Topic: An Examination of the Methods of Resistance by Rural Communities to the Imposition of Urbanisation and the Development of HS2
Key words: Rural Sociology, Informal Social Control, HS2.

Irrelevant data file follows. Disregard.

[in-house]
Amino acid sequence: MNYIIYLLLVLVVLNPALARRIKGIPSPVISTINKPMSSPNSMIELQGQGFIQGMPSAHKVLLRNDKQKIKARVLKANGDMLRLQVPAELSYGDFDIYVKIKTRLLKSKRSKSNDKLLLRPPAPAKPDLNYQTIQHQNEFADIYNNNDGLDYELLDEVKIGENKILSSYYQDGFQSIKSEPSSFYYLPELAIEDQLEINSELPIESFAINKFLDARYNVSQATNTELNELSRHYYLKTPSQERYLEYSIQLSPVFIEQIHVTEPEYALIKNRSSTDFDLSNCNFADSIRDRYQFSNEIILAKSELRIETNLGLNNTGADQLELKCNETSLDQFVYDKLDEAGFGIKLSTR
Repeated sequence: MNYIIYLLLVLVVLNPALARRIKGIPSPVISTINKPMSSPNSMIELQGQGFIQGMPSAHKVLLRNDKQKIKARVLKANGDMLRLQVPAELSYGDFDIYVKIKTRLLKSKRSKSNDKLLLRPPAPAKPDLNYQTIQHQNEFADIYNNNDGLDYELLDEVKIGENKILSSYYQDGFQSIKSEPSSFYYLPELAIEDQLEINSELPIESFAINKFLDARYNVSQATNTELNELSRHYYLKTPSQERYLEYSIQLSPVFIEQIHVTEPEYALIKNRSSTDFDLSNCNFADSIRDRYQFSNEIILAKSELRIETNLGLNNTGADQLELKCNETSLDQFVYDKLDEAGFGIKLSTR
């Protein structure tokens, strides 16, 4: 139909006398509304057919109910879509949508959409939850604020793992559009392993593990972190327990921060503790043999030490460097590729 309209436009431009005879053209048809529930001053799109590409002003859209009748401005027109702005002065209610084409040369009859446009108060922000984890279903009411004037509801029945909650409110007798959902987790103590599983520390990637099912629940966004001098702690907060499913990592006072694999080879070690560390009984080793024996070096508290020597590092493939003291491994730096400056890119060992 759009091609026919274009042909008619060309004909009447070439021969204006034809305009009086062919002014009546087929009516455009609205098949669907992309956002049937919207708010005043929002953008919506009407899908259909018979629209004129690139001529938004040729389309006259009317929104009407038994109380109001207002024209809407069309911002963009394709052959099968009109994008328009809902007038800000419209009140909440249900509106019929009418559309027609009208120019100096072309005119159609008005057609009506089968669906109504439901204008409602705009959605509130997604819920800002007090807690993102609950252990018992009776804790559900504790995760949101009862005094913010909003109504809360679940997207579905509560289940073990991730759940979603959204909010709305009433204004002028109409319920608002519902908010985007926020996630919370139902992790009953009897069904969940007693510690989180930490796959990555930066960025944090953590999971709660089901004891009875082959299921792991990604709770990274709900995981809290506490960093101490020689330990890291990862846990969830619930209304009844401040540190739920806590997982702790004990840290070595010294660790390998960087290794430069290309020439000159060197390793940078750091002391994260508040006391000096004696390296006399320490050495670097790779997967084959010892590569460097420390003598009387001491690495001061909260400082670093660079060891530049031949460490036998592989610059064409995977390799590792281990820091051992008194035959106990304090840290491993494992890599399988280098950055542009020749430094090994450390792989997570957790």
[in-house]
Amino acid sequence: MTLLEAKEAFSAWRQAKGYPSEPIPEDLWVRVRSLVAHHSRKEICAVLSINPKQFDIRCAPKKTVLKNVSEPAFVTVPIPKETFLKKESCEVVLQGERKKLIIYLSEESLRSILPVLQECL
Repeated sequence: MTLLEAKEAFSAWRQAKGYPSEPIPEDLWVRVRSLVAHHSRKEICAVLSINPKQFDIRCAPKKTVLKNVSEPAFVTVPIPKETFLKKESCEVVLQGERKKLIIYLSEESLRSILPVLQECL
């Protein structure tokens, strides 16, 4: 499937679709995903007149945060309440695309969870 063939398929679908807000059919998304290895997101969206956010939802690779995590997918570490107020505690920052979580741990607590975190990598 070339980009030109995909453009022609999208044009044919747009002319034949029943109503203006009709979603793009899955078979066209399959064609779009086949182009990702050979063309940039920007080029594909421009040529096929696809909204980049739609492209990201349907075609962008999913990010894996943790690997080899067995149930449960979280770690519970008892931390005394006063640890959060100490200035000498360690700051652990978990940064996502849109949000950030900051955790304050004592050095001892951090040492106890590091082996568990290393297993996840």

This paper explores the discursive actions and tacit practices of long-term residents towards widening social and infrastructural change within the English countryside, with a specific focus on the development of a High-Speed Rail Network (HS2) and its impact on rural communities in the East Midlands of England. Through a theoretical examination of the literature on informal social control and identity protection and management, my aim with this paper is conceptualise how HS2 is used as a smokescreen for wider fears concerning the diversification of the English countryside. Specifically, I will explore how rural communities, through what I call the socio-spatial organisation of ‘rurality’; or in other words, the ways in which long-term residents draw upon the rural landscape and social practices to denote belonging and the exclusion of the ‘Other’ as a way to enact a set of informal controls that establish a ‘traditional’ social identity based on an idealised perception of what rural life represents in order to protect against wider threats of social change that bring creeping urbanisation and suburbanisation (e.g., HS2) and the social and spatial implications inherent in them.